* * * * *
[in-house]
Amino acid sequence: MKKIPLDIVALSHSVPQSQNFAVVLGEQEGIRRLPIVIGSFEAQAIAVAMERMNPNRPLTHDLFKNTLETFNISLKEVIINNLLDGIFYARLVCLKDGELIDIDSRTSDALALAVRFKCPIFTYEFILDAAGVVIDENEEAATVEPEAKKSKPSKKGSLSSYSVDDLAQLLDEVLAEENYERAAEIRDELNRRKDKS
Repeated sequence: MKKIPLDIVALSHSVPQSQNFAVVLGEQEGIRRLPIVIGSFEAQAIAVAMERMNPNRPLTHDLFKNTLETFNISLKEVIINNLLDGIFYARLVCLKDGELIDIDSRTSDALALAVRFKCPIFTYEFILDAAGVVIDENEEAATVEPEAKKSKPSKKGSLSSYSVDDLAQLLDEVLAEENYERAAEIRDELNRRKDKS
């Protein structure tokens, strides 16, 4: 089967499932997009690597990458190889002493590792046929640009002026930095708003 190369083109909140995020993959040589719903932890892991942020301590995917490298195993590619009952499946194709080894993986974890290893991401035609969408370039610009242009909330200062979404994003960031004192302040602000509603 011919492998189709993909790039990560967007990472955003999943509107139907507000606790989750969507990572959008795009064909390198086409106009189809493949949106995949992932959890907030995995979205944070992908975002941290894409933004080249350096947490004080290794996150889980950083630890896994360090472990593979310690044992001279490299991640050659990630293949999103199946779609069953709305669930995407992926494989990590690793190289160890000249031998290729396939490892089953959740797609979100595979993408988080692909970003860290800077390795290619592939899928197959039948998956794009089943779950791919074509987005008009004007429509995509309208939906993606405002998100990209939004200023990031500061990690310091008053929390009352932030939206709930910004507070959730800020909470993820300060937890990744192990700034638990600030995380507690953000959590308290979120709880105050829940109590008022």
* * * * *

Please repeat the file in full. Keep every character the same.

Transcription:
[in-house]
Amino acid sequence: MKKIPLDIVALSHSVPQSQNFAVVLGEQEGIRRLPIVIGSFEAQAIAVAMERMNPNRPLTHDLFKNTLETFNISLKEVIINNLLDGIFYARLVCLKDGELIDIDSRTSDALALAVRFKCPIFTYEFILDAAGVVIDENEEAATVEPEAKKSKPSKKGSLSSYSVDDLAQLLDEVLAEENYERAAEIRDELNRRKDKS
Repeated sequence: MKKIPLDIVALSHSVPQSQNFAVVLGEQEGIRRLPIVIGSFEAQAIAVAMERMNPNRPLTHDLFKNTLETFNISLKEVIINNLLDGIFYARLVCLKDGELIDIDSRTSDALALAVRFKCPIFTYEFILDAAGVVIDENEEAATVEPEAKKSKPSKKGSLSSYSVDDLAQLLDEVLAEENYERAAEIRDELNRRKDKS
């Protein structure tokens, strides 16, 4: 089967499932997009690597990458190889002493590792046929640009002026930095708003 190369083109909140995020993959040589719903932890892991942020301590995917490298195993590619009952499946194709080894993986974890290893991401035609969408370039610009242009909330200062979404994003960031004192302040602000509603 011919492998189709993909790039990560967007990472955003999943509107139907507000606790989750969507990572959008795009064909390198086409106009189809493949949106995949992932959890907030995995979205944070992908975002941290894409933004080249350096947490004080290794996150889980950083630890896994360090472990593979310690044992001279490299991640050659990630293949999103199946779609069953709305669930995407992926494989990590690793190289160890000249031998290729396939490892089953959740797609979100595979993408988080692909970003860290800077390795290619592939899928197959039948998956794009089943779950791919074509987005008009004007429509995509309208939906993606405002998100990209939004200023990031500061990690310091008053929390009352932030939206709930910004507070959730800020909470993820300060937890990744192990700034638990600030995380507690953000959590308290979120709880105050829940109590008022």